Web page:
Programming the Nation?
Directed by Jeff Warrick
The secret world of subliminal messaging gets the spotlight in Programming the Nation?, Jeff Warrick's personal crusade to expose mass media's secret agenda-pushing techniques and to demonstrate how these methods have successfully warped an entire population into highly impressionable lemmings. The doc is big on conspiracies and vague ideas (Warrick shares that the inspiration for this film was born out of his own personal ponderings about whether the U.S. government may have been responsible for 9/11, and whether the media was simply duping him now as they've been doing to everyone for decades by convincing him otherwise), and painfully light on facts: aside from noting the rampant product placement in films and television today, the film doesn't cite a single case of verifiable subliminal messaging from the last decade. Though the late-night Discovery Channel-like ruminating might prove fun for conspiracy theorists or educational for the uninformed, does anyone really need another reminder about the naughty imagery that may or may not have made its way into a handful of animated Disney classics?
The film's bulk is comprised of interviews with a variety of diverse, well-established figures: From Dennis Kucinich to Noam Chomsky to Democracy Now!'s Amy Goodman, the range of subjects is undeniably impressive, but none of them offer much in the way of support for Warrick's premise, that we're all being programmed. They rather merely state mostly obvious facts on how the media's portrayal of what's right, what's wrong, and what's hip has a great influence on American culture. And when discussing subliminal messaging, even the most passionate believers in its existence admit that there's little way to be sure that subliminal messaging is a tactic often used by the media, resulting in a lot of baseless opinion-sharing that often flirts with paranoia. Also of annoyance is Warrick's inability to find anyone in the advertising field willing to discuss their ideas regarding sublimation, giving unnecessarily further opportunity for Warrick to rant about how sexual images are purportedly embedded in many print ads for alcohol and cigarettes (will anyone be shocked by this notion?). And while the film thinks it has a lot to say about how images of sexuality in media and advertising today have greatly impacted an entire generation's body image, this is hardly information that doesn't already exist at the forefront of our cultural zeitgeist.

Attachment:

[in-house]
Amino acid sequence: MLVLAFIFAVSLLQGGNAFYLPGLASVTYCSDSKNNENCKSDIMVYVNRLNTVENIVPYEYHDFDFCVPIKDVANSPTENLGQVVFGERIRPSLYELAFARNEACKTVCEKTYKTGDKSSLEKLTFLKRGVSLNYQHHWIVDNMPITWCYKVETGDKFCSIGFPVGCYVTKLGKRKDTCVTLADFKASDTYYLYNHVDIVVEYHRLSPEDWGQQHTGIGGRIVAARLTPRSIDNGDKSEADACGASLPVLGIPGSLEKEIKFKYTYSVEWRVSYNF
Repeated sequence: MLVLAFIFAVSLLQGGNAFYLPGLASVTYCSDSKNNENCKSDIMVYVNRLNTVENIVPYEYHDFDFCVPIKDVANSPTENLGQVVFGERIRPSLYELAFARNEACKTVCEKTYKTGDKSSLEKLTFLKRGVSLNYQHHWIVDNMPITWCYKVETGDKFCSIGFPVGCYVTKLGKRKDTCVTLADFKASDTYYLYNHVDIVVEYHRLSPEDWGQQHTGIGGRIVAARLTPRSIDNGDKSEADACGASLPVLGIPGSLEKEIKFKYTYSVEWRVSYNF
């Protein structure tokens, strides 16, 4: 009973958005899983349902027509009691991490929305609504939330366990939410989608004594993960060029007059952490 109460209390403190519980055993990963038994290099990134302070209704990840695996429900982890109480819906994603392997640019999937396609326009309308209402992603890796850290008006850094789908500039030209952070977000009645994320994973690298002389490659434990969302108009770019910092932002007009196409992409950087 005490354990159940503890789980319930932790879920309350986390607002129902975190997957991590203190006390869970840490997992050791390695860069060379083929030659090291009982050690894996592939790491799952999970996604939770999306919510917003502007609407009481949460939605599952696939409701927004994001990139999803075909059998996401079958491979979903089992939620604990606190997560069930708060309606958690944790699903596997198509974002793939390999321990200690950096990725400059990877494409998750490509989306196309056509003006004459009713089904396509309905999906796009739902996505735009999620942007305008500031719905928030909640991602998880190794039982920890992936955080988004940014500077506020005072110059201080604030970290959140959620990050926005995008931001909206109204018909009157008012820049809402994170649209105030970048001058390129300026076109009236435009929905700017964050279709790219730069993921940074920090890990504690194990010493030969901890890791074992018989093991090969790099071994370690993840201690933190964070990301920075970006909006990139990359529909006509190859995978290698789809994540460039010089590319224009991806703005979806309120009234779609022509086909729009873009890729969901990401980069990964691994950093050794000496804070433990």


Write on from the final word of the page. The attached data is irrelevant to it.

Perhaps most troubling though is the slapdash, slap-in-the-face conclusion: Admitting he didn't necessarily find the evidence he was looking for to conclude subliminal messaging is to blame for, well, mostly everything wrong in the U.S., Warrick then encourages the audience to band together to demand changes in media and advertising laws, likening the uprising he feels necessary to the demands for equality of the African-American Civil Rights Movement of the 1960s. Warrick's association of the two causes proves both misguided and borderline insulting: Since the filmmaker succeeds in revealing next to nothing about subliminal messaging in 109 minutes, does he really think it's appropriate to suggest that citizens should be as angry about skull-like imagery in whiskey ads as they were about "Whites Only" drinking fountains? For most, this lazy correlation will prove far more alarming than anything that's "exposed" throughout the entirety of the well-intentioned but intellectually vacant film.
Opens August 19